On Holy Saturday, the community will gather around a fire in the courtyard of the church.  From this fire, the Paschal Candle will be blessed and lit. A procession will form into the church, lead by the deacon carrying the Paschal Candle. The Exultet will be chanted followed by an extensive series of Scriptures proclaimed. After the last Old Testament reading, hand bells are run all during the singing of the Gloria. Let’s pray that the bells can hold on through it all! After the Liturgy of the Word, those who are to be baptized will process to the baptismal font. There, the baptismal font will be blessed and our Elect will be baptized. After the newly baptized have changed into dry clothes, they will join the Candidates to receive the Sacrament of Confirmation.  The Liturgy of the Eucharist will take place where our new Catholics will receive their First Holy Communion.  

I hope that you will make an effort to participate in these amazing celebrations of Christ Paschal Mystery. They carry the power to deepen our faith and fill us with joy as we walk along the path with Jesus from his passion to his resurrection. 

Blessings,

Fr. William Holtzinger
Pastor

Prayers & Passion

Dear Parishioners,

Just over a week ago, I had to put down my dog, Gracie. She was 17 years old and definitely showing signs that the end was near. For the last 11 years, she was my companion in my priestly journey. She was the quintessential “parish dog.” She loved everyone, young and old. She especially loved all you who snuck her treats when I wasn’t watching! Thank you all for your kindness to me. I must admit that her passing was much more emotional than I expected. I want to especially thank Dr. Jean Manhart who served as my Veterinarian, and who gave Gracie and me the best of care and guidance. Many of you who are or have been pet owners shared your suffering with me in the days that followed. Again, thank you.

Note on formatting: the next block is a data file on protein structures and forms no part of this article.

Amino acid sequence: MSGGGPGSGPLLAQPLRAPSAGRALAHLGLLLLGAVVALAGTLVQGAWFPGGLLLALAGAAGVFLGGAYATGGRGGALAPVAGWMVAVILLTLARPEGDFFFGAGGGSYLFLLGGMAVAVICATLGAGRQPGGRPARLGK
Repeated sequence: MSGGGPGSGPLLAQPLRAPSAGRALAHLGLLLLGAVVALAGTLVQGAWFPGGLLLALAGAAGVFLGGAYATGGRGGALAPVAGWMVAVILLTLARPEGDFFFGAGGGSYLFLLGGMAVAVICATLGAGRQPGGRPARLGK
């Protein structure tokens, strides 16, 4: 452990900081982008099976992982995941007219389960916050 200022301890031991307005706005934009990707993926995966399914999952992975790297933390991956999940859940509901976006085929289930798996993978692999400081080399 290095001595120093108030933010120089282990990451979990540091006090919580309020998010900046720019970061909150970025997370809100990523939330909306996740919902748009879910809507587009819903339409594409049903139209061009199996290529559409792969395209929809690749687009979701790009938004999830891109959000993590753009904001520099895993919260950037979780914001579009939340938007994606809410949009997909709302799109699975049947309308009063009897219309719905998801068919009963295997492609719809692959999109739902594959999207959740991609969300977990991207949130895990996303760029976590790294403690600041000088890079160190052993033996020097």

At risk of sounding trite, the days ahead are new territory for me, as I’ve not really known what priestly ministry is like without Gracie. I’ve suffered the loss of my dad, brother, and many friends, each a unique loss with unique pain. I know the pain I experienced losing Gracie is nothing compared to the pain that so many of you who have lost your spouse or close friend have experienced. It is through my own pain that I have a greater appreciation of how difficult it must be for you.

One thing I can say with conviction is that we must not run from our own crosses of suffering and death. We must go headlong into these difficult places with Jesus by our side. For it is by living through and not avoiding our own suffering that we can be raised to new life in Jesus. This is the fabric of being a Christian. I believe it with my whole heart and have my own personal history which testifies that it is true.

In the coming weeks, we will celebrate the Passion of the Lord on Palm Sunday. Just a few short days after that, we begin the holy three days of the Triduum (Holy Thursday, Good Friday, and Holy Saturday’s Easter Vigil). These liturgies emphasize the suffering, death, and resurrection of Jesus. Please make every effort to come and reflect on the last days of Christ’s life. Please embrace your suffering in your own life, and know that Jesus walked that path before you. Join your suffering to his. Do not avoid that which will ultimately make you whole again. May these final weeks of Lent bring you an openness to the grace that God wants you to have.

Blessings,

Fr. William Holtzinger
Pastor